Click here to close Hello! We notice that you are using Internet Explorer, which is not supported by Echinobase and may cause the site to display incorrectly. We suggest using a current version of Chrome, FireFox, or Safari.
J Sci Food Agric 2022 Aug 30;10211:4542-4550. doi: 10.1002/jsfa.11811.
Show Gene links Show Anatomy links

Characterization of a synthetic zinc-chelating peptide from sea cucumber (Stichopus japonicus) and its gastrointestinal digestion and absorption in vitro.

Wang Z , Sun J , Ma X , Liu X , Yin F , Li D , Nakamura Y , Yu C , Zhou D .

BACKGROUND: Zinc absorption in intestinal system could be strongly affected by the gastrointestinal digestion and absorption of zinc-chelating peptides serving as zinc carriers. In this study, a novel zinc-chelating sea cucumber synthetic peptide (SCSP) was synthesized to estimate its gastrointestinal digestion and promotive effect of zinc absorption in vitro. RESULTS: Analysis of isothermal titration calorimetry suggested that the binding of SCSP and zinc (N ≈ 1) was exothermic, with relatively weak binding affinity (K = 1.0 × 10-3  mol L-1 ). The formation of SCSP-Zn complexes brought morphological changes to the peptides confirmed by scanning electron microscopy (SEM), which also indicated 6.88% of the existence of zinc element. In addition, the SCSP-Zn complexes remained stable under simulated human gastrointestinal digestion. In an in vitro study, the SCSP-Zn complex could successfully transport through the intestinal membrane in the model of everted rat gut sacs (nearly 7.5 μM cm-2 ) as well as Caco-2 cells where the zinc transport reached 0.0014 mg mL-1 carried by SCSP. Fluorescence staining experiments revealed free zinc accumulation inside the tissues and cells treated with the SCSP-Zn complex. CONCLUSIONS: The chelation SCSP-Zn had the promotion ability of zinc absorption in vitro and ex vivo experiments, which suggested a theoretical basis for the design and production of effective zinc chelating peptides as zinc carriers to improve zinc bioavailability. © 2022 Society of Chemical Industry.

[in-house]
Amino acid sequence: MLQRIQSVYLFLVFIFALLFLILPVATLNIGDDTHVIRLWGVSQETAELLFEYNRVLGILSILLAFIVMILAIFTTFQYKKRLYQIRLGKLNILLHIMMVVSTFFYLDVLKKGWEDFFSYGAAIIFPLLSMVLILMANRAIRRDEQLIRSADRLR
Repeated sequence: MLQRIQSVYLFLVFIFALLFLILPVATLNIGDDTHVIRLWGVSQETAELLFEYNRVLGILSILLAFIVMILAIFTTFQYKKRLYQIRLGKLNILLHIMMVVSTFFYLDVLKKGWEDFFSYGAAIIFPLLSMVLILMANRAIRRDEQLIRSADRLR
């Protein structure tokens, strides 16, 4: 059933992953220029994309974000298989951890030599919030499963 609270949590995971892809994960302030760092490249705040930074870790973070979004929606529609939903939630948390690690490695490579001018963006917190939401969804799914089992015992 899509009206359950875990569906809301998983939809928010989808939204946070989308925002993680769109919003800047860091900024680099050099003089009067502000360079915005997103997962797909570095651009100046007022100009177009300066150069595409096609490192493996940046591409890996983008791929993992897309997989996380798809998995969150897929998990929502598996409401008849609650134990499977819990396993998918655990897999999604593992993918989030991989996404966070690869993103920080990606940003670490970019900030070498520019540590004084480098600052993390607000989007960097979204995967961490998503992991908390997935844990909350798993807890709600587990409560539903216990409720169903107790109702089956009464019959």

PubMed ID: 35137406
Article link: J Sci Food Agric
Grant support: [+]